For more than 30 years, the Coastal Discovery Museum has been giving visitors an “up close" look at the Lowcountry by letting them touch, smell and even taste the beauty and history that is all around us.
The museum got a little closer to that history in 2007, when the Town of Hilton Head Island invited the museum to inhabit Honey Horn, a historic site that boasted some of the island’s oldest buildings.
The Discovery House, built in 1859, now serves as the museum’s main building, where permanent and rotating exhibits tell the story of the area’s history, from its Native American inhabitants to European settlers and the Gullah community.
The Supervisor’s House, built in the 1890s, serves as a classroom and community space. It’s used year-round as educators present topic after topic, be it preservation of the local wildlife and habitat or glimpses into island life in the 1800s.
A pole barn displays farming equipment from the mid-20th century, as well as an unexpected treasure. Part of the cowling from an Atlas V rocket washed ashore several years ago and the museum jumped at the chance to form a lesson around it.
Even the horse barn is a carefully preserved example of 1930s architecture.
PRESERVING THE HABITAT THAT MAKES HILTON HEAD ISLAND
Not for a minute does the museum forget the importance of local waters to the past, present and future. There are regular excursions to look for dolphins, trawl for shrimp or explore via kayaks.
The museum highlights the way of life that thrived generation after generation because of the riches around us.
The museum recently updated its mission to hone its focus on the area’s history as well as its future. “Our mission now is ‘We change how people think about the local history and environment,’” said Robin Swift, head of the museum’s marketing and development.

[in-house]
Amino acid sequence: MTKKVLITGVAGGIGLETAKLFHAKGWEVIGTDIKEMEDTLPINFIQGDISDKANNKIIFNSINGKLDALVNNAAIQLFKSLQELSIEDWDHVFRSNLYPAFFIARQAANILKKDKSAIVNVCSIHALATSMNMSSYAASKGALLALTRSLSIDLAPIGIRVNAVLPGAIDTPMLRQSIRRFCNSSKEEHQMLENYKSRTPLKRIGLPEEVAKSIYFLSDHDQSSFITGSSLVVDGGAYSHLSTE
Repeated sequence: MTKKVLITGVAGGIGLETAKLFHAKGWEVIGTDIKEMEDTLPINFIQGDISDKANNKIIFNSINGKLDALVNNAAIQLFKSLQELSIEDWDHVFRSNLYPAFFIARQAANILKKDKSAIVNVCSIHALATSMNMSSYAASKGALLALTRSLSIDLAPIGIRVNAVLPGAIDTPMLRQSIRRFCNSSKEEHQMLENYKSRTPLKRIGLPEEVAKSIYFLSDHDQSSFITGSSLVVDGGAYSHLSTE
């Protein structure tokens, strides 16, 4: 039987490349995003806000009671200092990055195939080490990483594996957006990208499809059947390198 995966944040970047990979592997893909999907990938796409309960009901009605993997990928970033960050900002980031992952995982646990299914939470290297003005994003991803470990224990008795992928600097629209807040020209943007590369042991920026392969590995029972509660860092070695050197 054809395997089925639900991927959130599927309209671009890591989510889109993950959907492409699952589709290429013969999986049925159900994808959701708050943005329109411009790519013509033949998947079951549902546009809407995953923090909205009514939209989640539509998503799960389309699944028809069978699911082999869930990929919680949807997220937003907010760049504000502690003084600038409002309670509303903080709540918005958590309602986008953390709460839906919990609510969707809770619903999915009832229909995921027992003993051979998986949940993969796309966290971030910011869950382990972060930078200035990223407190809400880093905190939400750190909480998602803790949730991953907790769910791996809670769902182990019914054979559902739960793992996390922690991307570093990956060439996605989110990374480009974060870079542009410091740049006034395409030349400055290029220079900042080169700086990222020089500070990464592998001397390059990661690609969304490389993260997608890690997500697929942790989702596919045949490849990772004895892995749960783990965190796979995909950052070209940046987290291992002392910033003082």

Visitors can learn how to throw a cast net, a skill dating back centuries that persists as a way for fishermen to collect baitfish or shrimp to feed their families. Visitors also learn about the importance of clean water to today’s local oyster industry.
The museum incorporates nearby Jarvis Creek into its lessons. Boardwalks provide platforms from which visitors can see the teeming wildlife in and around the creek, from fiddler crabs to shrimp and a guidebook’s worth of water birds.
A scavenger hunt throughout the grounds keep children interested in the story of the area and the array of trees and plants.
Nature trails highlight live oaks, loblolly pines, and a red cedar that’s more than 400 years old. Gardens throughout the grounds include a heritage garden, the butterfly garden, and the intriguing carnivorous plant bog garden, with plants that eat their dinner. A muscadine grape arbor harkens back to one maintained at Honey Horn in the 1930s used for jams and winemaking.
The museum also has a resident marsh tacky, a breed of horse brought to Hilton Head by the Spanish in the 1600s. The small horse knows how to navigate tricky marsh areas, a needed skill in these parts.
But even its generous parcel can’t contain the museum’s work. Museum staff and volunteers also run the town’s Sea Turtle Protection program, patrolling area beaches every day for new turtle nests, then protecting or moving them out of high-traffic areas until the baby turtles hatch about 60 days later.
The museum’s Horseshoe Crabs in the Classrooms program teaches local teachers how to raise crabs in the classroom, then release them into the ocean at the conclusion of each school year.
The wide array of programs, talks and classes are thanks to the museum’s 150 volunteers. Even Comet, the marsh tacky, is cared for by volunteers.
THE MUSEUM’S GOLD STANDARD
The museum earned an impressive credential in 2015 when it became a Smithsonian Affiliate — one of only about 200 museums and cultural organizations in the nation with the title — which is testament to its commitment to education and preservation.
The affiliation enables the museum to borrow Smithsonian exhibits and tap into the Smithsonian’s vast resources and research.
Because many of its visitors return year after year, the Coastal Discovery Museum staff tries to present something new each time they visit, Swift said.
“Our curator of education and vice president of programming work really hard to create new experiences for students and visitors," Swfit said.
Once you visit the Coastal Discovery Museum at Honey Horn, you‘ll experience the tug to return time and again.
“We welcome people to visit and enjoy the property. It’s a very serene setting,” Swift said. “Wander around to get an idea of what the island used to look like.”
And with the museum’s work, hopefully what the island will look like for years to come.